Prada had 319 directly operated stores, of which 18 were in China, on Jan. 31, compared with 211 three years earlier, the prospectus said.
Revenue from its stores accounted for 71 percent of Prada’s sales for the year ended Jan. 31, Cozzani said.
The IPO values Prada at as much as 28 times 2011 profit as estimated by banks arranging the sale, a person with knowledge of the matter said June 6. Six comparable luxury-goods companies worldwide, including Burberry Group Plc, recently traded at an average 21.1 times forecast full-year earnings, according to a May 20 research note from Goldman Sachs Group Inc.
Aberdeen’s Elston described the price to earnings valuation as “expensive for an Italian luxury brand.”
“It is certainly at a level where we feel uncomfortable,” he said. “Although the issues relating to the long-term are sound, there are also risks that relate to these sorts of companies.”
Prada, which will have about 2.6 billion shares after the IPO, will have a market value of HK$122.8 billion if it prices at the high end of the range. That is more than 70 percent bigger than that of Burberry.
Prada’s shares will be priced on June 17 and will start trading on Hong Kong’s stock exchange on June 24, the prospectus said.
The maker of Church’s shoes has forecast first-half profit growth of at least 46 percent as it opens more stores in Asia.
Profit more than doubled to 250.8 million euros last year on growth in the Asia-Pacific region, where sales jumped 63 percent. Revenue rose 31 percent to 2.05 billion euros.
Hong Kong, where companies raised $58 billion in IPOs in 2010, has fallen below the U.S. in first-time share sales this year. Resourcehouse Ltd., Australian billionaire Clive Palmer’s iron ore and coal company, on June 4 dropped its fourth attempt in two years to sell stock in Hong Kong, citing adverse global market conditions.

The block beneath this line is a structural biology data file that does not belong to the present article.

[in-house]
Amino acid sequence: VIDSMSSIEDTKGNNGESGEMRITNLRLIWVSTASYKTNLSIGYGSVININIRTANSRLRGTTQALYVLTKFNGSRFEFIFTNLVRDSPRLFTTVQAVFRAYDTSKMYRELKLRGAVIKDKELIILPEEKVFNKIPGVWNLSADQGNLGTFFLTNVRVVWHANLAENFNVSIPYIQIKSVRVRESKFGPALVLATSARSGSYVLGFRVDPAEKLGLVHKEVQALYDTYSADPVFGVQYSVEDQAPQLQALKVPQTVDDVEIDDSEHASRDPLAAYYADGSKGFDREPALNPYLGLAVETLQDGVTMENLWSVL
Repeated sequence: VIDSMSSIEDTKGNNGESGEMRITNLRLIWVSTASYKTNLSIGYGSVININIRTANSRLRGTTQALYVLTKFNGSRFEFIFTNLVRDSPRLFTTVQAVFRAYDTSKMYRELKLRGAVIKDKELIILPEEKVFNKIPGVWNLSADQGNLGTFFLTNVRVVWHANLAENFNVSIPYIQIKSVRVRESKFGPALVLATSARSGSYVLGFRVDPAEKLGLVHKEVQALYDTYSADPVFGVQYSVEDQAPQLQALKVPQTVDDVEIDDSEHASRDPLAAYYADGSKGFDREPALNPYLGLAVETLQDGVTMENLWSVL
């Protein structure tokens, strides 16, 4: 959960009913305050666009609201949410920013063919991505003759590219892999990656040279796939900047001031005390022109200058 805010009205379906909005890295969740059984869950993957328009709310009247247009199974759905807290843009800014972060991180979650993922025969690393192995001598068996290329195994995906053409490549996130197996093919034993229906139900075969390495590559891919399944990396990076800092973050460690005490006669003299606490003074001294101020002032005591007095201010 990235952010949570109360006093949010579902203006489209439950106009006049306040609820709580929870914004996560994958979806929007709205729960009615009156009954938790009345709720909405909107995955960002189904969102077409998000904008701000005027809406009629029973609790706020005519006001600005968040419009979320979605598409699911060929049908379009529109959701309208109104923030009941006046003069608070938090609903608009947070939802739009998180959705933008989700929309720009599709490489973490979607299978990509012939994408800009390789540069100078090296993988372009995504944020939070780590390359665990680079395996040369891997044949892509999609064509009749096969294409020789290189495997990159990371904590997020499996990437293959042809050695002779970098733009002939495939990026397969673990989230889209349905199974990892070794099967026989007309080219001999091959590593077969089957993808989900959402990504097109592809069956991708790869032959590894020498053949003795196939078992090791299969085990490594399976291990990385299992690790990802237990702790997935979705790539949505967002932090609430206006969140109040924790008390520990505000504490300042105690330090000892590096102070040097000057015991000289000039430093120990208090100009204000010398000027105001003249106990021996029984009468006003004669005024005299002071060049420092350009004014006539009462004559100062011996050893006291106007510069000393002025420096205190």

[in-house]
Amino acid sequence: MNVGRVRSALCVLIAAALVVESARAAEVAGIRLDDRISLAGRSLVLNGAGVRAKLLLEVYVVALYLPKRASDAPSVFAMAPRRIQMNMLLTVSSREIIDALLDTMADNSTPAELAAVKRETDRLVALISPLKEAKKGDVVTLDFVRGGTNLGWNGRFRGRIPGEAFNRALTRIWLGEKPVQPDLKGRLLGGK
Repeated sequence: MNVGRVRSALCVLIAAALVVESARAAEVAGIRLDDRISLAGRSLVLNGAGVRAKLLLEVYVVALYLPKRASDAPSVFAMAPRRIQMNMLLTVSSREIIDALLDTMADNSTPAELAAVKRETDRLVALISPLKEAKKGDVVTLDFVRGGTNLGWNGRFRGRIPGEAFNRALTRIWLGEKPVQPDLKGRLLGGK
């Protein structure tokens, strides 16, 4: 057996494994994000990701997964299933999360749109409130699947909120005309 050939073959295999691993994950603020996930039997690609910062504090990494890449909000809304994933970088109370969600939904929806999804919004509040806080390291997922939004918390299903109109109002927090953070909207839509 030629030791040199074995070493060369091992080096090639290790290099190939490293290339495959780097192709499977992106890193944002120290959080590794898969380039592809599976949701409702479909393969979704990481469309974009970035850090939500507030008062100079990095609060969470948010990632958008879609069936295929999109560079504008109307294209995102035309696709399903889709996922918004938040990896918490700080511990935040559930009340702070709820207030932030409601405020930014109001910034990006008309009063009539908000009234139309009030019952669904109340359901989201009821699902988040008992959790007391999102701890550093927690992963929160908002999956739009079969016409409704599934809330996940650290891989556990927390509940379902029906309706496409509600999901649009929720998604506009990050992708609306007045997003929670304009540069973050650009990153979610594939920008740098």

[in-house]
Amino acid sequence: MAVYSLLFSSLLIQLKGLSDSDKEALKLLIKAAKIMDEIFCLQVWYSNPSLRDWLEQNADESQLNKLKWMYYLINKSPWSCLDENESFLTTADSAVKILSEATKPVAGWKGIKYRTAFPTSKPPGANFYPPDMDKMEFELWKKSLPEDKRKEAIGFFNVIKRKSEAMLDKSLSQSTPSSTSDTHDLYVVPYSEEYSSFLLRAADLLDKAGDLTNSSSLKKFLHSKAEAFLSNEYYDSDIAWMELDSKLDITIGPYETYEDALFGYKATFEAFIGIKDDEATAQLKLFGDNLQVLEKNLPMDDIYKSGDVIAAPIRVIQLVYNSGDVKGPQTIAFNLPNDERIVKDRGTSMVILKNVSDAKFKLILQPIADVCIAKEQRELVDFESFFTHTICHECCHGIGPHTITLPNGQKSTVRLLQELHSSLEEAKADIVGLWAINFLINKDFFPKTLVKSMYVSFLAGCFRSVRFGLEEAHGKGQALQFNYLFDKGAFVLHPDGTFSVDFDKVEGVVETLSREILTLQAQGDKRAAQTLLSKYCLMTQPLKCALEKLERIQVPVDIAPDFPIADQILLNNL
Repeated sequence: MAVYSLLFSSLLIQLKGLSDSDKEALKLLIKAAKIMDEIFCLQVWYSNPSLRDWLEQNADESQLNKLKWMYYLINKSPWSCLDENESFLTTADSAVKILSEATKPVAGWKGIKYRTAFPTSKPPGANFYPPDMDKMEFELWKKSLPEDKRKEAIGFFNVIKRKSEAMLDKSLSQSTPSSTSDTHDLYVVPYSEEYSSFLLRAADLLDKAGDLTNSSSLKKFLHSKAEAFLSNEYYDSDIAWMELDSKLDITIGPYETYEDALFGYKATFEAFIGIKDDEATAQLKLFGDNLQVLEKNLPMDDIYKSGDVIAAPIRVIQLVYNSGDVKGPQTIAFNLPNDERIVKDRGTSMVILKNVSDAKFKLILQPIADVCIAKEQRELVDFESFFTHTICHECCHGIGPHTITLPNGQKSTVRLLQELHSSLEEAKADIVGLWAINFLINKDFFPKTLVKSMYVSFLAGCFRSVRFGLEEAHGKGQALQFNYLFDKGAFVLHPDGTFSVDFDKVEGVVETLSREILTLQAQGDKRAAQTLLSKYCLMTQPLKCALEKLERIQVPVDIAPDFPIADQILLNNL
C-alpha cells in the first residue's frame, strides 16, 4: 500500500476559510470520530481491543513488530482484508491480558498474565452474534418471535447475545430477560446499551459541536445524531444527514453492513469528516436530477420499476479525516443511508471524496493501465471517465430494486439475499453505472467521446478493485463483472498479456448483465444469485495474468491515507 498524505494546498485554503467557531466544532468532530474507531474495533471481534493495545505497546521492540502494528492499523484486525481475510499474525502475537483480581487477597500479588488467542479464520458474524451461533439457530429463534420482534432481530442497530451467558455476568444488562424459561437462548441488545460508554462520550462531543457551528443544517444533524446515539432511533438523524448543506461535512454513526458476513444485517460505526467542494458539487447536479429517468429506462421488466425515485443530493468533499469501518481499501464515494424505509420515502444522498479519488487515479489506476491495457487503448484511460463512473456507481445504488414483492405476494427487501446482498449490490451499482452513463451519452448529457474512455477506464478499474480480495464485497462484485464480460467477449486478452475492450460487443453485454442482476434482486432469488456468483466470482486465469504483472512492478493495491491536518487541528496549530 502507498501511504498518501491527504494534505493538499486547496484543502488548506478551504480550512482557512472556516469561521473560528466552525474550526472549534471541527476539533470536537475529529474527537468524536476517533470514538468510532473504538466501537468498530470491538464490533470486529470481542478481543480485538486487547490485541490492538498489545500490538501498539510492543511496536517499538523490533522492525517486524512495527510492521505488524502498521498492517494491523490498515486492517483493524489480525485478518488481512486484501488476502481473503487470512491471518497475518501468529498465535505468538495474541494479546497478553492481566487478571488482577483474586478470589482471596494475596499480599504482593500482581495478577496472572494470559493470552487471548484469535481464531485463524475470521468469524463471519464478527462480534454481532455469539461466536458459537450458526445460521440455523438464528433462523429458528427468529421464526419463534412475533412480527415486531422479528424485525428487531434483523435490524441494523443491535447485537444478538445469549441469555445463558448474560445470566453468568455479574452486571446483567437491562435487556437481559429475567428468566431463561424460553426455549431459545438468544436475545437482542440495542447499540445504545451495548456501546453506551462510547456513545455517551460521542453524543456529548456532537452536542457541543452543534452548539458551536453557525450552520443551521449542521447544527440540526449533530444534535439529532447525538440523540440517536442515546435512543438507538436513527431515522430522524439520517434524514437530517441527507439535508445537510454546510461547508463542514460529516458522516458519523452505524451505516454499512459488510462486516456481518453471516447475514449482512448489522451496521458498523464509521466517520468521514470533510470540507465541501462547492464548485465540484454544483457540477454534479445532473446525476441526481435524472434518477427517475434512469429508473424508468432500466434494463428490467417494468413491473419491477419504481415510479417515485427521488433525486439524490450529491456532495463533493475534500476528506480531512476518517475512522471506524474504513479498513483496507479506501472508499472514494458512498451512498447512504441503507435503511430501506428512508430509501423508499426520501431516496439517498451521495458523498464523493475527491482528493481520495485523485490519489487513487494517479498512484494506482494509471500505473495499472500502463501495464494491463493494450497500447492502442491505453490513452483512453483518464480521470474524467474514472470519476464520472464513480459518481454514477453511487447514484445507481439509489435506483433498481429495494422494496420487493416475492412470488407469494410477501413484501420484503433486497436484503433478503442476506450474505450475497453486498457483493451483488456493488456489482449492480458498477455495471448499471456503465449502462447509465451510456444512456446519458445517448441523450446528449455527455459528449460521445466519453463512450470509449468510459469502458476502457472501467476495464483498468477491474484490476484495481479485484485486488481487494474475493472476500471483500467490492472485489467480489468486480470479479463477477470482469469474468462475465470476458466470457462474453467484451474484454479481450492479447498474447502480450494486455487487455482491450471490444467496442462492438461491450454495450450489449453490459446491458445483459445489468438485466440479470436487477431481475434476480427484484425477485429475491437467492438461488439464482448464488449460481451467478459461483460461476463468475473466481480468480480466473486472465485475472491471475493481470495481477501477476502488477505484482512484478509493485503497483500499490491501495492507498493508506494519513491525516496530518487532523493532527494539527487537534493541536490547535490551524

Prada Family Stake
MGM China Holdings Ltd., the Macau casino venture part owned by Pansy Ho, is the only $1 billion-plus IPO in Hong Kong since late October to sell shares at the top end of its marketed price range, data compiled by Bloomberg show. MGM’s shares are down 5.2% since the June 3 offer, the data show.
Hong Kong stocks fell for the eighth day today, with the Hang Seng Index down 0.8 percent to 22,245.98 as of the 12 p.m. trading break. The measure has dropped 4.4 percent over the past four weeks.
Assuming a full over-allotment of shares a company controlled by the Prada family would own 80 percent of the company, down from the 94.9 percent stake it now holds.
Intesa Sanpaolo SpA is reducing its stake from 5.1 percent to 1 percent and will not be affected by the overallotment option.
The company sells clothing and accessories under the Prada, Miu Miu, Church’s and Car Shoe brands.
Intesa Sanpaolo, Credit Agricole SA unit CLSA Asia-Pacific Markets, Goldman Sachs Group Inc. and UniCredit SpA are managing the IPO, along with Mizuho Financial Group Inc. and Industrial & Commercial Bank of China Ltd., the prospectus shows.